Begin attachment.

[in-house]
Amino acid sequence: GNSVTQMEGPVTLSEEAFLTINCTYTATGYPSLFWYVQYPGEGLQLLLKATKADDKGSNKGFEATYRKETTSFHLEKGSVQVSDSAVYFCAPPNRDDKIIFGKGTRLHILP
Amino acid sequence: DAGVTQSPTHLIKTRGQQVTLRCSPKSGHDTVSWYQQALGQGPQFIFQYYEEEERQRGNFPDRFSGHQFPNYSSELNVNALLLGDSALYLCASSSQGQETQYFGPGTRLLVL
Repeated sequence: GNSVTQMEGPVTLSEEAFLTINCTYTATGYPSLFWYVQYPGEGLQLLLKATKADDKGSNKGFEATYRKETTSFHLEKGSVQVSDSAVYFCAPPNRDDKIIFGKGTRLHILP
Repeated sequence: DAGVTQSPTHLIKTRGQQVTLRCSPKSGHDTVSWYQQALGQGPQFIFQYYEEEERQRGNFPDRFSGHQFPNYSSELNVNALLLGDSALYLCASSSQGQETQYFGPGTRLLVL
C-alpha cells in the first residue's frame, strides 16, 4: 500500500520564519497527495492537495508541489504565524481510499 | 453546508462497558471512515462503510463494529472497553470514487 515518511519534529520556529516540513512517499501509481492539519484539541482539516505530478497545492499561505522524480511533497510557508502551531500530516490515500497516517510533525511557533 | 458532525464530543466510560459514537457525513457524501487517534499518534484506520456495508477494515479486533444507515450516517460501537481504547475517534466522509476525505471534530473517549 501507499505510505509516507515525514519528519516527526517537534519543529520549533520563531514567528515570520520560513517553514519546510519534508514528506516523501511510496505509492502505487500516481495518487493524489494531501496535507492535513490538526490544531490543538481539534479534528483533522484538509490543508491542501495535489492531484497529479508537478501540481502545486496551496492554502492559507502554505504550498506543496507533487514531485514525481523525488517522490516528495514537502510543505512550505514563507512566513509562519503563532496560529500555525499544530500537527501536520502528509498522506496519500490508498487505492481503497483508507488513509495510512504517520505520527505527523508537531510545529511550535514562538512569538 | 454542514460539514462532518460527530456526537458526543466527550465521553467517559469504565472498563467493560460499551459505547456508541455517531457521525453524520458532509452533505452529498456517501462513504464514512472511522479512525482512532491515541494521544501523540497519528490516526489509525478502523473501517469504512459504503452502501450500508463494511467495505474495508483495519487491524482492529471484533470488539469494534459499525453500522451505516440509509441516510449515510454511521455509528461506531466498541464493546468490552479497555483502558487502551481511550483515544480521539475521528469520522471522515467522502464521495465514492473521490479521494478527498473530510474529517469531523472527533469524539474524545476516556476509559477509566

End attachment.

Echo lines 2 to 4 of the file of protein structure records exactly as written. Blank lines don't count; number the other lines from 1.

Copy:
Amino acid sequence: GNSVTQMEGPVTLSEEAFLTINCTYTATGYPSLFWYVQYPGEGLQLLLKATKADDKGSNKGFEATYRKETTSFHLEKGSVQVSDSAVYFCAPPNRDDKIIFGKGTRLHILP
Amino acid sequence: DAGVTQSPTHLIKTRGQQVTLRCSPKSGHDTVSWYQQALGQGPQFIFQYYEEEERQRGNFPDRFSGHQFPNYSSELNVNALLLGDSALYLCASSSQGQETQYFGPGTRLLVL
Repeated sequence: GNSVTQMEGPVTLSEEAFLTINCTYTATGYPSLFWYVQYPGEGLQLLLKATKADDKGSNKGFEATYRKETTSFHLEKGSVQVSDSAVYFCAPPNRDDKIIFGKGTRLHILP